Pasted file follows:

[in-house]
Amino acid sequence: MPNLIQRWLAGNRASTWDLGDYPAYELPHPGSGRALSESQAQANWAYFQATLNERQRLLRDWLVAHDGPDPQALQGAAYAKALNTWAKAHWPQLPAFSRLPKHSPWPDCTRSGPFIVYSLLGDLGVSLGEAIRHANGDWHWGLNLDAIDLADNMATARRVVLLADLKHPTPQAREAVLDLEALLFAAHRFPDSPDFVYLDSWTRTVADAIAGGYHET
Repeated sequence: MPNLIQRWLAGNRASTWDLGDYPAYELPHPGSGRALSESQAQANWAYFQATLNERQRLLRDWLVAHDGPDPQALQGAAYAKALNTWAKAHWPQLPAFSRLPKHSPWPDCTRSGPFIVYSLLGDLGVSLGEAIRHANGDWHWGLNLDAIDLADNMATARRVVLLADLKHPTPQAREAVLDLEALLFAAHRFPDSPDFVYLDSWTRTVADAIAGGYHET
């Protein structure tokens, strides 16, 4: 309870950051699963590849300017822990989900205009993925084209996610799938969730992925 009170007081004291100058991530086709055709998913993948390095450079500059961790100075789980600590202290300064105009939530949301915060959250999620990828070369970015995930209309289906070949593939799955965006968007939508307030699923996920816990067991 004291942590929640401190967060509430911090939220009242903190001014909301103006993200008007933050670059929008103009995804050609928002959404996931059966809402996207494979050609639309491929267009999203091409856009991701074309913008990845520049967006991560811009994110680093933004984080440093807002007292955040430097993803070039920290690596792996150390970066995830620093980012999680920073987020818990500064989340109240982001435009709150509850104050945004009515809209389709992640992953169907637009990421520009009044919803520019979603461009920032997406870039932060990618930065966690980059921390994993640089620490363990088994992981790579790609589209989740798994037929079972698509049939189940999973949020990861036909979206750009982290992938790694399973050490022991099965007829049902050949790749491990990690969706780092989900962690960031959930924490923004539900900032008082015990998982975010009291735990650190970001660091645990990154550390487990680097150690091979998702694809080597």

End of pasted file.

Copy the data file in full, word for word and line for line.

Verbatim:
[in-house]
Amino acid sequence: MPNLIQRWLAGNRASTWDLGDYPAYELPHPGSGRALSESQAQANWAYFQATLNERQRLLRDWLVAHDGPDPQALQGAAYAKALNTWAKAHWPQLPAFSRLPKHSPWPDCTRSGPFIVYSLLGDLGVSLGEAIRHANGDWHWGLNLDAIDLADNMATARRVVLLADLKHPTPQAREAVLDLEALLFAAHRFPDSPDFVYLDSWTRTVADAIAGGYHET
Repeated sequence: MPNLIQRWLAGNRASTWDLGDYPAYELPHPGSGRALSESQAQANWAYFQATLNERQRLLRDWLVAHDGPDPQALQGAAYAKALNTWAKAHWPQLPAFSRLPKHSPWPDCTRSGPFIVYSLLGDLGVSLGEAIRHANGDWHWGLNLDAIDLADNMATARRVVLLADLKHPTPQAREAVLDLEALLFAAHRFPDSPDFVYLDSWTRTVADAIAGGYHET
């Protein structure tokens, strides 16, 4: 309870950051699963590849300017822990989900205009993925084209996610799938969730992925 009170007081004291100058991530086709055709998913993948390095450079500059961790100075789980600590202290300064105009939530949301915060959250999620990828070369970015995930209309289906070949593939799955965006968007939508307030699923996920816990067991 004291942590929640401190967060509430911090939220009242903190001014909301103006993200008007933050670059929008103009995804050609928002959404996931059966809402996207494979050609639309491929267009999203091409856009991701074309913008990845520049967006991560811009994110680093933004984080440093807002007292955040430097993803070039920290690596792996150390970066995830620093980012999680920073987020818990500064989340109240982001435009709150509850104050945004009515809209389709992640992953169907637009990421520009009044919803520019979603461009920032997406870039932060990618930065966690980059921390994993640089620490363990088994992981790579790609589209989740798994037929079972698509049939189940999973949020990861036909979206750009982290992938790694399973050490022991099965007829049902050949790749491990990690969706780092989900962690960031959930924490923004539900900032008082015990998982975010009291735990650190970001660091645990990154550390487990680097150690091979998702694809080597």